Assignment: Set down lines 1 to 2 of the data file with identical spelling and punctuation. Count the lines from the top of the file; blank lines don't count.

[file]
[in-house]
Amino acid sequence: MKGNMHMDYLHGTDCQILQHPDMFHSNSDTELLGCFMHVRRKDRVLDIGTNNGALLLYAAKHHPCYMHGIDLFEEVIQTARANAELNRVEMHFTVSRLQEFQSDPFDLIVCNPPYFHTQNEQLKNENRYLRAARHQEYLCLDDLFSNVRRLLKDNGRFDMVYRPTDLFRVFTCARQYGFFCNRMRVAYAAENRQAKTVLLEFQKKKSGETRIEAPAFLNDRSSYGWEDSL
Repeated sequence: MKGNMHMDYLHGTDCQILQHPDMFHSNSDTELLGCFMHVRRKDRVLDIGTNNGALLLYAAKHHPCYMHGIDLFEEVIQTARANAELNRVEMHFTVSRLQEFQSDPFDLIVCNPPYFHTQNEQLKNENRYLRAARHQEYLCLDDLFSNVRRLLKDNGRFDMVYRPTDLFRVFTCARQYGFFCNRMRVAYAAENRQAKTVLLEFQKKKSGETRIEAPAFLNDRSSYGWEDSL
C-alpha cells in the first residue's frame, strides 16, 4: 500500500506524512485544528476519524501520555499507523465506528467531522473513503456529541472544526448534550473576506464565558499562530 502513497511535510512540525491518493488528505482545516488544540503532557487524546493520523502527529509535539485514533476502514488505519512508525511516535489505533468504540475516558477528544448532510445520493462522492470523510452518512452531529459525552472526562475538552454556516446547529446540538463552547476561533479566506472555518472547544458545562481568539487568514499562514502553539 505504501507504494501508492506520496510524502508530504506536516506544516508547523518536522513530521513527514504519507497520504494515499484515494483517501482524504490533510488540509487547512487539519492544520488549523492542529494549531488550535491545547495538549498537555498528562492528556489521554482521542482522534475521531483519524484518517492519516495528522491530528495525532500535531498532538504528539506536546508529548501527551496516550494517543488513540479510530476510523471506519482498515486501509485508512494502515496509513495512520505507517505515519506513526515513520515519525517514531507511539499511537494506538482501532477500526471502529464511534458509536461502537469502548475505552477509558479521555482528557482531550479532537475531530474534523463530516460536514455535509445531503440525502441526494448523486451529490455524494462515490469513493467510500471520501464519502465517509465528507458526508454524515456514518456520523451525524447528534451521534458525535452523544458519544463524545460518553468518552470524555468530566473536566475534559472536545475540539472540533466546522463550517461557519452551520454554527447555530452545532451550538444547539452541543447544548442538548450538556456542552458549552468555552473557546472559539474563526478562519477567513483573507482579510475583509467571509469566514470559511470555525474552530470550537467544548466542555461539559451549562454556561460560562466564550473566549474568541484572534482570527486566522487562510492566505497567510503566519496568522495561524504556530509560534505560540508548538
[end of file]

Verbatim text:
[in-house]
Amino acid sequence: MKGNMHMDYLHGTDCQILQHPDMFHSNSDTELLGCFMHVRRKDRVLDIGTNNGALLLYAAKHHPCYMHGIDLFEEVIQTARANAELNRVEMHFTVSRLQEFQSDPFDLIVCNPPYFHTQNEQLKNENRYLRAARHQEYLCLDDLFSNVRRLLKDNGRFDMVYRPTDLFRVFTCARQYGFFCNRMRVAYAAENRQAKTVLLEFQKKKSGETRIEAPAFLNDRSSYGWEDSL